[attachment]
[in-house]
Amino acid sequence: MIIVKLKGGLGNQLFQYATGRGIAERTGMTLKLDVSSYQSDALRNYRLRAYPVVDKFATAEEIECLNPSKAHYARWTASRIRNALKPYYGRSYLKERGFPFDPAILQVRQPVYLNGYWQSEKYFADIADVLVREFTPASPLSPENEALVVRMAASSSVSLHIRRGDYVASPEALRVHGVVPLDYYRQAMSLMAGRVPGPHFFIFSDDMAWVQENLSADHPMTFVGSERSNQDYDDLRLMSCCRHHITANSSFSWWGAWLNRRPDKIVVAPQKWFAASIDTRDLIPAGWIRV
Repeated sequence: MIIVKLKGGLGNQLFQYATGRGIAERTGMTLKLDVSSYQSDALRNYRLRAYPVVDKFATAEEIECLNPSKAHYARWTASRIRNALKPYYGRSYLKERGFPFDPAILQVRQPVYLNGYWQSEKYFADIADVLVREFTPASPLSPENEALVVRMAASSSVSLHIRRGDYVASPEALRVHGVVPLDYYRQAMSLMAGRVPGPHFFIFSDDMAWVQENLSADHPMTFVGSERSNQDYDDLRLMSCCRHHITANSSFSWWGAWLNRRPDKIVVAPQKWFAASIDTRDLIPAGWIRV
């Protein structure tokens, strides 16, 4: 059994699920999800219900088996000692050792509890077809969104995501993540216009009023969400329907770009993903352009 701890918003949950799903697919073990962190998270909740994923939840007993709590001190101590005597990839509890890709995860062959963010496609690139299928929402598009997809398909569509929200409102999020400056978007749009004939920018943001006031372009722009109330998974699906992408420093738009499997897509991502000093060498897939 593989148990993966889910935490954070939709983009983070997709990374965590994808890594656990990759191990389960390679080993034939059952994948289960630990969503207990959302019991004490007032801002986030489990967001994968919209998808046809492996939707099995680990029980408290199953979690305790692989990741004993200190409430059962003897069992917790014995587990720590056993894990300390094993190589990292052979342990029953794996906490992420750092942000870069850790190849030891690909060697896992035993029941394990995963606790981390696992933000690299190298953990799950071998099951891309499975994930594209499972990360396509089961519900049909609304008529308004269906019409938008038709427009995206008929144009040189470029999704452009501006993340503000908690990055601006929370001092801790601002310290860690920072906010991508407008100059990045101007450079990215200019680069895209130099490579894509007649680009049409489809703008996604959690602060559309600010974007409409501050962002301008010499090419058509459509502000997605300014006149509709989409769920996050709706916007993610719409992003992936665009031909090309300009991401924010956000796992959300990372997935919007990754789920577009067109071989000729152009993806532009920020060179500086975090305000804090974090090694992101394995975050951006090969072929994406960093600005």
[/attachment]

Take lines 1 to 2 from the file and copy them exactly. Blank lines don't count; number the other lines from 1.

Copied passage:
[in-house]
Amino acid sequence: MIIVKLKGGLGNQLFQYATGRGIAERTGMTLKLDVSSYQSDALRNYRLRAYPVVDKFATAEEIECLNPSKAHYARWTASRIRNALKPYYGRSYLKERGFPFDPAILQVRQPVYLNGYWQSEKYFADIADVLVREFTPASPLSPENEALVVRMAASSSVSLHIRRGDYVASPEALRVHGVVPLDYYRQAMSLMAGRVPGPHFFIFSDDMAWVQENLSADHPMTFVGSERSNQDYDDLRLMSCCRHHITANSSFSWWGAWLNRRPDKIVVAPQKWFAASIDTRDLIPAGWIRV